Emirates Airline Airbus A330-200
With the wide variety of jet airliners serving the worldwide travel market today, identification of individual aircraft manufacturers and planes can be a bit tricky.
Included on this website are guides to spotting and identifying the common jet airliners of today.
Comparison charts and photographs help identify airliner manufacturer, individual models, and unique design characteristics. Get started with our Jet Airliner Spotting Guide.
And recognizing the existence and importance of early jetliners, we include information on classic jetliners such as the 707, DC-8, Convair 880/990, and L-1011. However, we don't deal with turboprops, business jets or military aircraft on this site.
Why This Site?
We've been fascinated with commercial airliners for years, and have flown in and out of, and spotted at, LAX, MIA, LGA, PHX, LGW, SFO, SEA, DCA, LHR, IAH, DFW, YVR, SLC, FRA and many others.
We are amateur aircraft fanatics and like to visit airports, air museums, aviation airparks, and air shows to see first-hand and photograph the great aircraft the world has designed and built.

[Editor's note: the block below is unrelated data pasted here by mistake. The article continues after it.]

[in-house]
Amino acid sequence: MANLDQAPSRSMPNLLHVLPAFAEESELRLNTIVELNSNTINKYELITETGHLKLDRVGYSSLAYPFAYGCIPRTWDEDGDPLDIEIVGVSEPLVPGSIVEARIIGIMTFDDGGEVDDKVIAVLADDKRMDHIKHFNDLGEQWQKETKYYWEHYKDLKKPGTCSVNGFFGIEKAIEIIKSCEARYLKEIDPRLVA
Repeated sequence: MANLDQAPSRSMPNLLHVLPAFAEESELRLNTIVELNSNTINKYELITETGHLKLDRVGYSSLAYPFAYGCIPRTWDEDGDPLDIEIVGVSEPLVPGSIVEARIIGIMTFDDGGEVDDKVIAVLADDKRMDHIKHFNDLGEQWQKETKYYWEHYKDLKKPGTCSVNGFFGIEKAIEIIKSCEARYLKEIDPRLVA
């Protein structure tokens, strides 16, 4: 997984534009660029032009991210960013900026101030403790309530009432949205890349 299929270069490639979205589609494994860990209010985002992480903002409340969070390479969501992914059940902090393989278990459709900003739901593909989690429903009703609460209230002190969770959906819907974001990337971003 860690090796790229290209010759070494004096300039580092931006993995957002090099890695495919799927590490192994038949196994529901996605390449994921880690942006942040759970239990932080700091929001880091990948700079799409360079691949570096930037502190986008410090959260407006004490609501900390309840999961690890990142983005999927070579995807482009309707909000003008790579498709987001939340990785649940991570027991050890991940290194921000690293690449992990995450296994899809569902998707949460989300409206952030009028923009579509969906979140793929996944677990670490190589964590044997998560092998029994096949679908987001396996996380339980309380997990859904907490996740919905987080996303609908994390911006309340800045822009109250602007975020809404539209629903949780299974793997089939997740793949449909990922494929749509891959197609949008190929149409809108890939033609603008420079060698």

With a wealth of information about airplane spotting already available in books, DVDs and the Internet, why create another website?
Quick answer: Airliner spotting and photography remain a passion of ours today.
Enjoy airliner spotting!
The success of the 707 made Boeing the leader in commercial airliners, and led to a popular family of jetliners introduced over the years: the 717, 727, 737, 747, 757, 767, 777, and the 787 Dreamliner.
One can spot a Boeing jet airliner in nearly any airport in the world. They share similar external characteristics, but identifying one from another can be difficult.
The A300 was the world's first twin-engined widebody airliner, and the first aircraft produced by Airbus.
The A300 was stretched into the A330 and A340, and shortened to the A310.
The popular Airbus A320 is a short-to-medium range, twin-engine. The A350 XWB is now entering service, and the A380 is the world’s largest commercial aircraft.
Airbus - Boeing
There are easily over twenty models of jet airliners in use by airlines around the world today, plus variations and modified versions. Many of these airliners are from Boeing and Airbus.
View our spotter's guide to common Boeing and Airbus airliners.
Spotting the large number of airliners in service around the world and identifying their manufacturer and model can be difficult.
Included on this website is a quick and easy guide to spotting 2, 3, and 4 engine jet airliners.
Let's get started ...